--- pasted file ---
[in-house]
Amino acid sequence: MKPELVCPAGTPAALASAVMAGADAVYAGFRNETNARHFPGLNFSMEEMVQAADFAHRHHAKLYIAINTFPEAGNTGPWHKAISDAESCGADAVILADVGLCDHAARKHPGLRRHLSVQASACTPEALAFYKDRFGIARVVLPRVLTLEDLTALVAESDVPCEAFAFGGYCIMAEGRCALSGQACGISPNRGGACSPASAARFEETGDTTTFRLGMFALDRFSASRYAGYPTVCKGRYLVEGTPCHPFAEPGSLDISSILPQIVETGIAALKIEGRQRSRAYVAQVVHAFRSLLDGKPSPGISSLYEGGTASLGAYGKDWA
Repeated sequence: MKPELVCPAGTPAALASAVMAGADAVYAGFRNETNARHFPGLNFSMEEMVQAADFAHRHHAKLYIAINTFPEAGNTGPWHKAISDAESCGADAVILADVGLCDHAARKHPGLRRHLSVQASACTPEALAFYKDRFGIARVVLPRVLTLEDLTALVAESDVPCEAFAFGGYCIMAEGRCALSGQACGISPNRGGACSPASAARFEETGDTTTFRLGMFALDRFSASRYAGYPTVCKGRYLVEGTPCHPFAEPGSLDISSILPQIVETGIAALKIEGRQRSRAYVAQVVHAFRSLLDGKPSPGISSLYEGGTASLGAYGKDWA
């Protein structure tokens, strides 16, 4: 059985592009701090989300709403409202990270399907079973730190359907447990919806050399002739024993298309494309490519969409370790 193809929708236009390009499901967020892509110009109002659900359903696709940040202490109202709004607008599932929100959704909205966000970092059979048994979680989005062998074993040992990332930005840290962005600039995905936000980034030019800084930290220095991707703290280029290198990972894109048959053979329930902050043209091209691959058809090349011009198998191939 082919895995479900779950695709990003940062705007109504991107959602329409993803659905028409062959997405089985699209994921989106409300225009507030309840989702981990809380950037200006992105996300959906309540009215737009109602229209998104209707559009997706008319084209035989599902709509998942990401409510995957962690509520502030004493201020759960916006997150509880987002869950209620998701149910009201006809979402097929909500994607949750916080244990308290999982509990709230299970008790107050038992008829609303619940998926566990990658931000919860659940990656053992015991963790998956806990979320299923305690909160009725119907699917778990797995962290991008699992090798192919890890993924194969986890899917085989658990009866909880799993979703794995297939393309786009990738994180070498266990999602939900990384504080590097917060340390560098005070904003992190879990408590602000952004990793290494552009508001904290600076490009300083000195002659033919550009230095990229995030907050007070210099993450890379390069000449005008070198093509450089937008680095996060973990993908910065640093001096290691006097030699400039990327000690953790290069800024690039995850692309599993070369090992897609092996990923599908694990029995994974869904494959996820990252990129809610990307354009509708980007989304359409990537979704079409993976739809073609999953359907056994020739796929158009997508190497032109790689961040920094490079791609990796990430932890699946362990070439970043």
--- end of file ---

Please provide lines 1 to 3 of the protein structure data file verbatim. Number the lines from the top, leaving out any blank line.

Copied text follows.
[in-house]
Amino acid sequence: MKPELVCPAGTPAALASAVMAGADAVYAGFRNETNARHFPGLNFSMEEMVQAADFAHRHHAKLYIAINTFPEAGNTGPWHKAISDAESCGADAVILADVGLCDHAARKHPGLRRHLSVQASACTPEALAFYKDRFGIARVVLPRVLTLEDLTALVAESDVPCEAFAFGGYCIMAEGRCALSGQACGISPNRGGACSPASAARFEETGDTTTFRLGMFALDRFSASRYAGYPTVCKGRYLVEGTPCHPFAEPGSLDISSILPQIVETGIAALKIEGRQRSRAYVAQVVHAFRSLLDGKPSPGISSLYEGGTASLGAYGKDWA
Repeated sequence: MKPELVCPAGTPAALASAVMAGADAVYAGFRNETNARHFPGLNFSMEEMVQAADFAHRHHAKLYIAINTFPEAGNTGPWHKAISDAESCGADAVILADVGLCDHAARKHPGLRRHLSVQASACTPEALAFYKDRFGIARVVLPRVLTLEDLTALVAESDVPCEAFAFGGYCIMAEGRCALSGQACGISPNRGGACSPASAARFEETGDTTTFRLGMFALDRFSASRYAGYPTVCKGRYLVEGTPCHPFAEPGSLDISSILPQIVETGIAALKIEGRQRSRAYVAQVVHAFRSLLDGKPSPGISSLYEGGTASLGAYGKDWA